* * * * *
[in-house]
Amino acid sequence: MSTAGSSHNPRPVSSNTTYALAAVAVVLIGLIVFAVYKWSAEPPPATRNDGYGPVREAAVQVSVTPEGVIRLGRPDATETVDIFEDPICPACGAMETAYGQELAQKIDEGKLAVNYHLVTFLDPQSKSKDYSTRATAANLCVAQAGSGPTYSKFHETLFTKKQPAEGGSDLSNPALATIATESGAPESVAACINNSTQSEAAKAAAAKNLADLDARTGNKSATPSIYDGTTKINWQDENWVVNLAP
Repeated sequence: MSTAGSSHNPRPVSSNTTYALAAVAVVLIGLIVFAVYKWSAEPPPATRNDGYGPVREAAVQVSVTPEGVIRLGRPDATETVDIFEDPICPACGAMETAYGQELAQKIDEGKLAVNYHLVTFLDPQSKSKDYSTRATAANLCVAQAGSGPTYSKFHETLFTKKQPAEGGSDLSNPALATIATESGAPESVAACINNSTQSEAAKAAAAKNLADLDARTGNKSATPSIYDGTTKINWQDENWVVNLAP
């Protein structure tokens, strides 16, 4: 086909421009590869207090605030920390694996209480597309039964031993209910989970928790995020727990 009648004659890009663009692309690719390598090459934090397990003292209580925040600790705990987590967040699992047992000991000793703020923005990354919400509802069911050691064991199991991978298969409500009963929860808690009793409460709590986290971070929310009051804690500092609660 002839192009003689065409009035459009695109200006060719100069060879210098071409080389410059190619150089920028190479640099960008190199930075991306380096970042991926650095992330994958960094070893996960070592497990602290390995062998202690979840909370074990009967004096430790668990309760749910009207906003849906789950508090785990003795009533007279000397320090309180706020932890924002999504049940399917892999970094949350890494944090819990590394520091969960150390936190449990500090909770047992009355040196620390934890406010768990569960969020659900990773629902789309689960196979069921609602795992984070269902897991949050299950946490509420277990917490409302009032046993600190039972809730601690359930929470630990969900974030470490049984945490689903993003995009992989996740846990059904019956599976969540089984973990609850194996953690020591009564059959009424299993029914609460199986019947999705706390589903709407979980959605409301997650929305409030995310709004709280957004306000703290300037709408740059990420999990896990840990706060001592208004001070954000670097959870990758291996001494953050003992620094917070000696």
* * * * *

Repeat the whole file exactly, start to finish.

[in-house]
Amino acid sequence: MSTAGSSHNPRPVSSNTTYALAAVAVVLIGLIVFAVYKWSAEPPPATRNDGYGPVREAAVQVSVTPEGVIRLGRPDATETVDIFEDPICPACGAMETAYGQELAQKIDEGKLAVNYHLVTFLDPQSKSKDYSTRATAANLCVAQAGSGPTYSKFHETLFTKKQPAEGGSDLSNPALATIATESGAPESVAACINNSTQSEAAKAAAAKNLADLDARTGNKSATPSIYDGTTKINWQDENWVVNLAP
Repeated sequence: MSTAGSSHNPRPVSSNTTYALAAVAVVLIGLIVFAVYKWSAEPPPATRNDGYGPVREAAVQVSVTPEGVIRLGRPDATETVDIFEDPICPACGAMETAYGQELAQKIDEGKLAVNYHLVTFLDPQSKSKDYSTRATAANLCVAQAGSGPTYSKFHETLFTKKQPAEGGSDLSNPALATIATESGAPESVAACINNSTQSEAAKAAAAKNLADLDARTGNKSATPSIYDGTTKINWQDENWVVNLAP
């Protein structure tokens, strides 16, 4: 086909421009590869207090605030920390694996209480597309039964031993209910989970928790995020727990 009648004659890009663009692309690719390598090459934090397990003292209580925040600790705990987590967040699992047992000991000793703020923005990354919400509802069911050691064991199991991978298969409500009963929860808690009793409460709590986290971070929310009051804690500092609660 002839192009003689065409009035459009695109200006060719100069060879210098071409080389410059190619150089920028190479640099960008190199930075991306380096970042991926650095992330994958960094070893996960070592497990602290390995062998202690979840909370074990009967004096430790668990309760749910009207906003849906789950508090785990003795009533007279000397320090309180706020932890924002999504049940399917892999970094949350890494944090819990590394520091969960150390936190449990500090909770047992009355040196620390934890406010768990569960969020659900990773629902789309689960196979069921609602795992984070269902897991949050299950946490509420277990917490409302009032046993600190039972809730601690359930929470630990969900974030470490049984945490689903993003995009992989996740846990059904019956599976969540089984973990609850194996953690020591009564059959009424299993029914609460199986019947999705706390589903709407979980959605409301997650929305409030995310709004709280957004306000703290300037709408740059990420999990896990840990706060001592208004001070954000670097959870990758291996001494953050003992620094917070000696």